Can the clutter.   Do you walk into your office and instantly feel a sense that you could be buried in the mess?  Papers are piled on the desk, on the floor, and in tiered boxes.   Note that if this were your natural style of organization, you’d feel pressure by having items out of sight!  But if you’re like a great majority of people, clutter only adds to the time spent in finding what you need.  Do you use everything that you have on display?  Can you find items when you need them?   If you’ve answered “no”, proceed to the next recommendation.

Out with excess paper.  Examine what surrounds you.  What can you throw out, give out, leave out?  If you are months behind in journals and other publications, scan the table of contents and keep only those items that you KNOW you’ll need.  Throw the rest away.

No, not, never, not now.  Say it. Practice it.  We frequently nod our heads “yes” like a wind-up toy because of guilt, fear, or a sense that obligation.  Ask yourself why do you say “yes?” Perhaps even a “not now” would suffice.  I am convinced that if we do not put limits on our time, it will vanish with our unknowing permission.

Talk up. To curtail long conversations or meeting, learn these sentences. “I would like to be able to talk with you but I have another engagement.  Can you please tell me your request (situation, concern, etc.) in 25 words or less?”   First, you won’t be lying with your opening statement.  You will always have another engagement—even if it’s with the report in your computer.  Second, you have indicated a willingness to respond. You have merely put a concise cast to the conversation.  It’s amazing how “25 words or less” can increase the speed and fluency of conversation.

Read only what matters. And a bunch of it doesn’t matter. Tell people to take you off global e-mails. Learn the art of skimming. Train your assistant to skim and then report back to you only what he thinks is most important.

Operate early.  This can mean everything from getting up early to doing things early.  If you pack for a trip, don’t wait until the last minute.  Prepare, in advance, your suitcase, your briefcase.  The only things that need to be added are last minute items.  Create artificial deadlines that are in advance of the true deadline.  You’ll always feel more in control.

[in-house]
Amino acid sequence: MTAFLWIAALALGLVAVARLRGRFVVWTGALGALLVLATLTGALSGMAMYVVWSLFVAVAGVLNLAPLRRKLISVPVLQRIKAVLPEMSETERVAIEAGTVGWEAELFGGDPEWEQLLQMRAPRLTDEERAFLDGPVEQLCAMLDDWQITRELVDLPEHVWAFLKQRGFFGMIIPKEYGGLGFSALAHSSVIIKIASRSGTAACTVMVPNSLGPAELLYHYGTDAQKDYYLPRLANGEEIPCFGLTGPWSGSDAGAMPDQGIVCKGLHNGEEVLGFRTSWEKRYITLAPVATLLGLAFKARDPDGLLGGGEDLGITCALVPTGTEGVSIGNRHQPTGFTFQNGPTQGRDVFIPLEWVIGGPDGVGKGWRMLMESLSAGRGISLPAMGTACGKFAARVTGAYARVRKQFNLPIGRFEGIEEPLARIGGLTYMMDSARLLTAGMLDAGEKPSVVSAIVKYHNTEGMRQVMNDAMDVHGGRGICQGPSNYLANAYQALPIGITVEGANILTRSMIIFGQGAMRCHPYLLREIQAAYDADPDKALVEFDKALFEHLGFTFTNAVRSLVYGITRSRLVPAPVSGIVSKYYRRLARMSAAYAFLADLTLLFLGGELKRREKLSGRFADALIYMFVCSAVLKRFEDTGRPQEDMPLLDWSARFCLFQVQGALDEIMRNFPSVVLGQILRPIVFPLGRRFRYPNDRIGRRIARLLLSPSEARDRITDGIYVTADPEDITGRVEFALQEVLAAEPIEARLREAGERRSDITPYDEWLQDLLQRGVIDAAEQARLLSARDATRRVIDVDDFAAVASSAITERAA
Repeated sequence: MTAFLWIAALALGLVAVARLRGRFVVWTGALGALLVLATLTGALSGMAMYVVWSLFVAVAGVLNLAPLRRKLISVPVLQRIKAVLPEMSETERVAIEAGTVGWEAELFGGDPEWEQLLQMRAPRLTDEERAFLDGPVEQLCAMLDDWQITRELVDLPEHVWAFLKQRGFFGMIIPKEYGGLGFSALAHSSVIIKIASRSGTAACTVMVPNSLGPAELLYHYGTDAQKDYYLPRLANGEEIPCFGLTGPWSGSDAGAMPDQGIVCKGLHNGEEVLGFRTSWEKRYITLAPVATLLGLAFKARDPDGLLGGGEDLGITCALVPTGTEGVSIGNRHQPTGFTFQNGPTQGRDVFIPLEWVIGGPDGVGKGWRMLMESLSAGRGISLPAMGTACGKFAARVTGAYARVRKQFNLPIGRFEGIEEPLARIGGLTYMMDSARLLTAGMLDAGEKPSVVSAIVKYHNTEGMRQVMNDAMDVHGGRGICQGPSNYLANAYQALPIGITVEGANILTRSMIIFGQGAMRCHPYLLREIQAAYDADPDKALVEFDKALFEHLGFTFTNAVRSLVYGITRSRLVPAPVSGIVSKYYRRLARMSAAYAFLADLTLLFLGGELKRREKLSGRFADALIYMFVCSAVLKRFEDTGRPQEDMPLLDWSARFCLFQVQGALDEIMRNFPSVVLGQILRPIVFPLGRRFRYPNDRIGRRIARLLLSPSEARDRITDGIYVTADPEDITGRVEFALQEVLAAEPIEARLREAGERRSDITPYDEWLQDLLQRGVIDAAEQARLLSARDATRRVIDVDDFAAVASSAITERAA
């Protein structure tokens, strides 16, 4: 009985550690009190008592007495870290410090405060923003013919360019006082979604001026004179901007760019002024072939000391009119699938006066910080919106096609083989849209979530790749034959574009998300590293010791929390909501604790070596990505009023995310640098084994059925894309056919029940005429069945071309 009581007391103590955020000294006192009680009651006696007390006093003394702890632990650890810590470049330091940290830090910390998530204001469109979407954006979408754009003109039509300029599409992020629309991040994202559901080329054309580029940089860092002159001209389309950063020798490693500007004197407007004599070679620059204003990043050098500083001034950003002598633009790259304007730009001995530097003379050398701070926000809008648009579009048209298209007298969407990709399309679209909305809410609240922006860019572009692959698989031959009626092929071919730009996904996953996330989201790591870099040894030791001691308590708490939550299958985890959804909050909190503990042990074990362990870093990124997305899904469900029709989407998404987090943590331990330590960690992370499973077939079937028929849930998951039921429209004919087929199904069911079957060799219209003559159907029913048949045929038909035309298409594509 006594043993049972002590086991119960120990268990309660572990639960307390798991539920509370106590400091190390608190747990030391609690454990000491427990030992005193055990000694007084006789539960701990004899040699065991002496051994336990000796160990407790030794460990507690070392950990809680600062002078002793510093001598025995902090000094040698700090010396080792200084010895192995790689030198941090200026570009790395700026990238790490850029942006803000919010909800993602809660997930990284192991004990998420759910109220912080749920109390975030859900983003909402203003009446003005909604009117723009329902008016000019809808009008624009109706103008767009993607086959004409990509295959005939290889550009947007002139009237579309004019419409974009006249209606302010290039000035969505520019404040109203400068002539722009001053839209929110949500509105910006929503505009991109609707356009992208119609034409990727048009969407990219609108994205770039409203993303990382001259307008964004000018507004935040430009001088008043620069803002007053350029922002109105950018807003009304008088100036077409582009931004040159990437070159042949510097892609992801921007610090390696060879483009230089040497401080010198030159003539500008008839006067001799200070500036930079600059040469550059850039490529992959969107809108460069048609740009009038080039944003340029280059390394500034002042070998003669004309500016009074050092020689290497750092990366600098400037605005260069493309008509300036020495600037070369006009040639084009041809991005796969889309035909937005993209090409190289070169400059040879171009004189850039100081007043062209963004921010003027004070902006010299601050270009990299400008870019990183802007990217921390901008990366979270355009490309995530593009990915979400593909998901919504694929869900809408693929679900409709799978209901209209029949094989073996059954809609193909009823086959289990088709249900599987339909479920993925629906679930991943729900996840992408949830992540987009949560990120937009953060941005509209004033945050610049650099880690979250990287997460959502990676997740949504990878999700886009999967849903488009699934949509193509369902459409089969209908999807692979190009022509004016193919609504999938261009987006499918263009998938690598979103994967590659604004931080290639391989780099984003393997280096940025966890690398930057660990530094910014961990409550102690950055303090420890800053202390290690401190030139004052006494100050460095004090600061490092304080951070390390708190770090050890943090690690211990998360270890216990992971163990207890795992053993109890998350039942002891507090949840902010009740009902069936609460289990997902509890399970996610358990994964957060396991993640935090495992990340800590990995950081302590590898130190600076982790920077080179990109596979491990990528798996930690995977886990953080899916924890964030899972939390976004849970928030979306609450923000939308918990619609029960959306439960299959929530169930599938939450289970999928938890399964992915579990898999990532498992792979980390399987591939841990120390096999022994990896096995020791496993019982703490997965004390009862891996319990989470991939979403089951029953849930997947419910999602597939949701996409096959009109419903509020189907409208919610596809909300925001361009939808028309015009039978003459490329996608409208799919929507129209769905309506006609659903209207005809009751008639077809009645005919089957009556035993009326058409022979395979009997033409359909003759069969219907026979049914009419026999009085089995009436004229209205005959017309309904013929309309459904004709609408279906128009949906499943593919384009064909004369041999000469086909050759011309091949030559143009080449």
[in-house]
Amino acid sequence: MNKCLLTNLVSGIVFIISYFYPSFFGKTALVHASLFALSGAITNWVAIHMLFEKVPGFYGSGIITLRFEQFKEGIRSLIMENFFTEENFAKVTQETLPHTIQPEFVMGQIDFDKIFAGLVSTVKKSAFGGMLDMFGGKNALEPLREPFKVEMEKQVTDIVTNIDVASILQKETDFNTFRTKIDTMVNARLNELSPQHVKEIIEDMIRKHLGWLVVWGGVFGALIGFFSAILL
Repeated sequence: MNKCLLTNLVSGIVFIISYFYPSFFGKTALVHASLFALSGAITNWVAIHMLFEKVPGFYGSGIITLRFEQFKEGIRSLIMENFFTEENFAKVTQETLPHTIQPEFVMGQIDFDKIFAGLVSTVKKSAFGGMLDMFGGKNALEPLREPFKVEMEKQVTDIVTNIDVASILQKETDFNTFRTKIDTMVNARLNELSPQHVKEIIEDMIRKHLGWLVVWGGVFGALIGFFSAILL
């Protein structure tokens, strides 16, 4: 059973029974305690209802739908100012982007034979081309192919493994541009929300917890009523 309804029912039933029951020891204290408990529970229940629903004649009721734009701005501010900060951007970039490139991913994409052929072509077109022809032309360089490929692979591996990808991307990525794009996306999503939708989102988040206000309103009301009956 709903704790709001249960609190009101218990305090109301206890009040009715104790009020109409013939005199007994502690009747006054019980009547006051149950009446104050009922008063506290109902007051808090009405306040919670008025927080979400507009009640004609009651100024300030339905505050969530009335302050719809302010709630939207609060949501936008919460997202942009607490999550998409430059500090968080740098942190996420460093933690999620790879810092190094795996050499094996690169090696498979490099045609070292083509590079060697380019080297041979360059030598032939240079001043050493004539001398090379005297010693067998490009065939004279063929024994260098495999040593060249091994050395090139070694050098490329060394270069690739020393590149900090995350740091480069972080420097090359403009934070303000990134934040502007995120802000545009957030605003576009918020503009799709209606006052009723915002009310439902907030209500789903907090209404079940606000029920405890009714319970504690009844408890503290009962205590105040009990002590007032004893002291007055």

Lighten up. Perfect isn’t perfect.  Look for and relish the unexpected.  There is serendipity when we allow ourselves to surrender to events and times over which we have no control.  The bad weather that keeps my plane grounded allows me to complete a piece of writing I could not have finished.  The shop that closes just as soon as I approach the door lets me walk down the street and find other stores that I had never noticed before.

Getting in control is ultimately about getting clear on our work habits, our priorities, and our values.

Brainpower for the Overwhelmed Don’t get SADD---GET GLAD

February 06, 2007

By Eileen McDargh, CSP, CPAE

Ever open your appointment book and wonder who the heck is Sam and why you are meeting him?   Walk into the room and can’t find your keys? Or forget why you entered the room in the first place?  Feel overwhelmed by information, technology, to-do lists and demands on your time? Your energy is zapped/

You might very well be suffering from SADD- situational attention deficit disorder, a term coined by the Anderson Consulting Institute for Strategic Change.  Specifically, most of us are now in situations in which we are bombarded by so many demands for our attention that our brains close down.

Consider it the madness of the millennium, caused in no small part to the fact that our brains are hardwired to respond to stimuli.  Our brains just naturally want to “take it all in and respond”.  It’s a safety mechanism that has us jump “without thinking” when danger is at hand. This cerebral mechanism works great at red lights and crosswalks but it short circuits when over-stimulated.

Information, to-lists, and technology will no go away. But there are ways to turn from “SADD” to glad.